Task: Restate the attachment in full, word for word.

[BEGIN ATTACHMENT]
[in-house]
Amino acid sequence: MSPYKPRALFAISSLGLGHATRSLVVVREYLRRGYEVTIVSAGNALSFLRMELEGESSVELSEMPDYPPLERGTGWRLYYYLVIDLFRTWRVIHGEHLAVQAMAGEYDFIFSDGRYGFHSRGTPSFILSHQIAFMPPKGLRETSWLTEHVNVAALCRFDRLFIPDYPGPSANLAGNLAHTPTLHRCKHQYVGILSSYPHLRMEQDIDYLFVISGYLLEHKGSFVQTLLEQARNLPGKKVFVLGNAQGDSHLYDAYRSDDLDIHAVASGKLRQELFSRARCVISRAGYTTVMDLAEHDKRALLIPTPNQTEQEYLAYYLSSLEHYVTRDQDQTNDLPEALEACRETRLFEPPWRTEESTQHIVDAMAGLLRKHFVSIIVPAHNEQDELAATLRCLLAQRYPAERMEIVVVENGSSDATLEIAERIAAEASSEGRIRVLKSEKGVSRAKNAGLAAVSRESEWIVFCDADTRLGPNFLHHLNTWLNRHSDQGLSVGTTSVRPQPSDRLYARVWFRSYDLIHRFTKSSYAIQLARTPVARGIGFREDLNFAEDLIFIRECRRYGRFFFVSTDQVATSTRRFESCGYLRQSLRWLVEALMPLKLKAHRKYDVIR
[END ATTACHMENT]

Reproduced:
[in-house]
Amino acid sequence: MSPYKPRALFAISSLGLGHATRSLVVVREYLRRGYEVTIVSAGNALSFLRMELEGESSVELSEMPDYPPLERGTGWRLYYYLVIDLFRTWRVIHGEHLAVQAMAGEYDFIFSDGRYGFHSRGTPSFILSHQIAFMPPKGLRETSWLTEHVNVAALCRFDRLFIPDYPGPSANLAGNLAHTPTLHRCKHQYVGILSSYPHLRMEQDIDYLFVISGYLLEHKGSFVQTLLEQARNLPGKKVFVLGNAQGDSHLYDAYRSDDLDIHAVASGKLRQELFSRARCVISRAGYTTVMDLAEHDKRALLIPTPNQTEQEYLAYYLSSLEHYVTRDQDQTNDLPEALEACRETRLFEPPWRTEESTQHIVDAMAGLLRKHFVSIIVPAHNEQDELAATLRCLLAQRYPAERMEIVVVENGSSDATLEIAERIAAEASSEGRIRVLKSEKGVSRAKNAGLAAVSRESEWIVFCDADTRLGPNFLHHLNTWLNRHSDQGLSVGTTSVRPQPSDRLYARVWFRSYDLIHRFTKSSYAIQLARTPVARGIGFREDLNFAEDLIFIRECRRYGRFFFVSTDQVATSTRRFESCGYLRQSLRWLVEALMPLKLKAHRKYDVIR